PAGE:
As soon as I heard the words “dress code,” my palms started to sweat and my heartbeat sped up. Flashbacks of Ms. Becker, the administrator at my middle school who lurked the halls enforcing an arbitrary dress code, flooded my mind. As my preteen friends and I walked the halls of Westpine Middle in Sunrise, Florida, we would pull our shorts down to make them longer and hunch over so our shirts didn’t expose any hint of a belly, just so we wouldn’t have to deal with that wretched woman. Whenever Ms. Becker was around, she would pluck us out of the hallway and make us place our hands by our side to see that our shorts came down as far as the tips of our fingers. If the shorts were a fraction above our fingertips or if they were the slightest bit frayed, she would call our parents and send us home to change.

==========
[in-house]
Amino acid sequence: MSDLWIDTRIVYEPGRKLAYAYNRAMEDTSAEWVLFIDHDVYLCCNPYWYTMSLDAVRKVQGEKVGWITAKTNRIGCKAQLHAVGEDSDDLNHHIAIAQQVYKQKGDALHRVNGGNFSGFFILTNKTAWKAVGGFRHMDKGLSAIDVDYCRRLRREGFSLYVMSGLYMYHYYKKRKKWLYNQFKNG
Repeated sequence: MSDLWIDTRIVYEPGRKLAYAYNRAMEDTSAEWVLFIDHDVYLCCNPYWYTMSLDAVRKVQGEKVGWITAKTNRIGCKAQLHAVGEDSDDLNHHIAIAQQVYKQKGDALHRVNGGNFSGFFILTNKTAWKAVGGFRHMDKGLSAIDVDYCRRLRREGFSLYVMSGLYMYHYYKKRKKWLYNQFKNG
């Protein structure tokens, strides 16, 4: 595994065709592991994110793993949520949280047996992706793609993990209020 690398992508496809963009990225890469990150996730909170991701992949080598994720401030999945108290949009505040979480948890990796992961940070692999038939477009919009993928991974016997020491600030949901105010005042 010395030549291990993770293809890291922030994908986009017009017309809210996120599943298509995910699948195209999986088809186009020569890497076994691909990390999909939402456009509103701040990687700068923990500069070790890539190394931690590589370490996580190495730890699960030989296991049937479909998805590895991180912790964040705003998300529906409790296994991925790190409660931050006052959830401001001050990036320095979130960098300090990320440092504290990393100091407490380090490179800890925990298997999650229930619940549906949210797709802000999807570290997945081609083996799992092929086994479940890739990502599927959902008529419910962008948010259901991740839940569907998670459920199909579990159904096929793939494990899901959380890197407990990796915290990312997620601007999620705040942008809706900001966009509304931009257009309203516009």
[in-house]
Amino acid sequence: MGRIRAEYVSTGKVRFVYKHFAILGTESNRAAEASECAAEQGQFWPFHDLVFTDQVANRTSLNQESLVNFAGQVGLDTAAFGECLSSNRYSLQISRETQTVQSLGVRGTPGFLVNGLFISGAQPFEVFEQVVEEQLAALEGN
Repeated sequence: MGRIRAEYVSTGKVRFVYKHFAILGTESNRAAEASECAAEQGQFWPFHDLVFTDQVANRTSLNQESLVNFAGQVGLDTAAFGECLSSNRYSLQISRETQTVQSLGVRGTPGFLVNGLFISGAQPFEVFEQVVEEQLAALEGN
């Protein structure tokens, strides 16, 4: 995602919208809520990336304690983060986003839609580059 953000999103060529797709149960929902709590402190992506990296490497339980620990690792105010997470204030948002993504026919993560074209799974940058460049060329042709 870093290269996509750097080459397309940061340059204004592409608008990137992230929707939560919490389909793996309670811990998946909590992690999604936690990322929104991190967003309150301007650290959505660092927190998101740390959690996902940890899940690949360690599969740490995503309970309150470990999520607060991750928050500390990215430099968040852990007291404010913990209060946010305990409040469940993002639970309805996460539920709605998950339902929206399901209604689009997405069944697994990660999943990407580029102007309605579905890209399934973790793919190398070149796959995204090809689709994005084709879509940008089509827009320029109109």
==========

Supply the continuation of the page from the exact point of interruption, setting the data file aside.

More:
There was no stopping this woman. She even got to my mom who, whenever we went back-to-school shopping, would crouch down next to us in the JCPenny dressing room and use measuring tape to make sure all our clothes met Ms. Becker’s rigid standards.
I eventually started wearing jeans and long sleeve shirts because I preferred to look like a jackass in the Florida heat than endure anymore time with the administrator.
I will not put my wedding guests through that kind of torture. I’m surprised anyone even asked about a dress code. People can wear short or long dresses or no dresses at all to my wedding. I don’t really care. I’m not going to turn people away at the door. And if you feel you must wear flip flops to an indoor wedding in March, just don’t let me see them. I won’t kick you out, but I might get nauseous because I can’t stand the sight of people’s feet in flip flops. Sebastien will just mock you.